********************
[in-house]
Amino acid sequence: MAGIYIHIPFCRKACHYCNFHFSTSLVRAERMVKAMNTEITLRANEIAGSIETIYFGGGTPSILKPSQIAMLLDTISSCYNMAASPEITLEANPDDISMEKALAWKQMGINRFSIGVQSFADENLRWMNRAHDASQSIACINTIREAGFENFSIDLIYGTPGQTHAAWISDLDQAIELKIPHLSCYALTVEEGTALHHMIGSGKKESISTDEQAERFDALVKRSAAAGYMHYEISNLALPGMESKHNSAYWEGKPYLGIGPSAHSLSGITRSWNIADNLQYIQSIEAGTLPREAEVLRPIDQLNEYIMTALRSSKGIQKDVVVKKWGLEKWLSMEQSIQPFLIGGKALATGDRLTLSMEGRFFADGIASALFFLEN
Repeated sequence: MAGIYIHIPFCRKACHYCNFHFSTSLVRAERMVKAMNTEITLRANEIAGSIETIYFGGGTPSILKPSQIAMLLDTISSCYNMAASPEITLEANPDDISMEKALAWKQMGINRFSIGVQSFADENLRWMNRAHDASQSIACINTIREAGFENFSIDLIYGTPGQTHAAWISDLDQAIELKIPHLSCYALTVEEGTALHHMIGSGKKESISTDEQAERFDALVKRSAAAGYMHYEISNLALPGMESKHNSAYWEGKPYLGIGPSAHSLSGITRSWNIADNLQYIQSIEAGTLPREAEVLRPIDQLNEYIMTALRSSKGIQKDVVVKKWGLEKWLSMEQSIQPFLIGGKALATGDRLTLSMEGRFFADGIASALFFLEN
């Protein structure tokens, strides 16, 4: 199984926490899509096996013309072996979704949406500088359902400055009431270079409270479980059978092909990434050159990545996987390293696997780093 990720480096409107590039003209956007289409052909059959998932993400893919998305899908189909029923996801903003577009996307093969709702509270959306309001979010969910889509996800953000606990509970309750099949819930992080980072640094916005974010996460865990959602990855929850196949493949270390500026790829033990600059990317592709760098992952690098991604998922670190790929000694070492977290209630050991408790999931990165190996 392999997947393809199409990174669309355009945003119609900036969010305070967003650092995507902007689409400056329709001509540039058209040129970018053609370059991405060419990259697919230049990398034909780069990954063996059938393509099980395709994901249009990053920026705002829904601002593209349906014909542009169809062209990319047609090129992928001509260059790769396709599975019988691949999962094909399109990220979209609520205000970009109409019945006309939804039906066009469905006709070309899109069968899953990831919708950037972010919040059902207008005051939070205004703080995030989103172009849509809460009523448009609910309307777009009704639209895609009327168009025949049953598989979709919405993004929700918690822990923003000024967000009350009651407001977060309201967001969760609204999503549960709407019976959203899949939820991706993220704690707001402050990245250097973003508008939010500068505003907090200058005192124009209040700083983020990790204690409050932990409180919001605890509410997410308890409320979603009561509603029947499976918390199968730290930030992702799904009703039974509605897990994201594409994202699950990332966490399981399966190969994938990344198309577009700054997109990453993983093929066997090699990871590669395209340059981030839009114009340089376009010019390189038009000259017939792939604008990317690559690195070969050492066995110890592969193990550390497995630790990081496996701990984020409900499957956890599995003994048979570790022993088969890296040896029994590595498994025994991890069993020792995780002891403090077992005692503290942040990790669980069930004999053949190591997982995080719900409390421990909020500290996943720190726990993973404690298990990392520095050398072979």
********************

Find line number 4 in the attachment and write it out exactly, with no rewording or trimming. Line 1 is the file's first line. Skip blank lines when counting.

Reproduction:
């Protein structure tokens, strides 16, 4: 199984926490899509096996013309072996979704949406500088359902400055009431270079409270479980059978092909990434050159990545996987390293696997780093 990720480096409107590039003209956007289409052909059959998932993400893919998305899908189909029923996801903003577009996307093969709702509270959306309001979010969910889509996800953000606990509970309750099949819930992080980072640094916005974010996460865990959602990855929850196949493949270390500026790829033990600059990317592709760098992952690098991604998922670190790929000694070492977290209630050991408790999931990165190996 392999997947393809199409990174669309355009945003119609900036969010305070967003650092995507902007689409400056329709001509540039058209040129970018053609370059991405060419990259697919230049990398034909780069990954063996059938393509099980395709994901249009990053920026705002829904601002593209349906014909542009169809062209990319047609090129992928001509260059790769396709599975019988691949999962094909399109990220979209609520205000970009109409019945006309939804039906066009469905006709070309899109069968899953990831919708950037972010919040059902207008005051939070205004703080995030989103172009849509809460009523448009609910309307777009009704639209895609009327168009025949049953598989979709919405993004929700918690822990923003000024967000009350009651407001977060309201967001969760609204999503549960709407019976959203899949939820991706993220704690707001402050990245250097973003508008939010500068505003907090200058005192124009209040700083983020990790204690409050932990409180919001605890509410997410308890409320979603009561509603029947499976918390199968730290930030992702799904009703039974509605897990994201594409994202699950990332966490399981399966190969994938990344198309577009700054997109990453993983093929066997090699990871590669395209340059981030839009114009340089376009010019390189038009000259017939792939604008990317690559690195070969050492066995110890592969193990550390497995630790990081496996701990984020409900499957956890599995003994048979570790022993088969890296040896029994590595498994025994991890069993020792995780002891403090077992005692503290942040990790669980069930004999053949190591997982995080719900409390421990909020500290996943720190726990993973404690298990990392520095050398072979």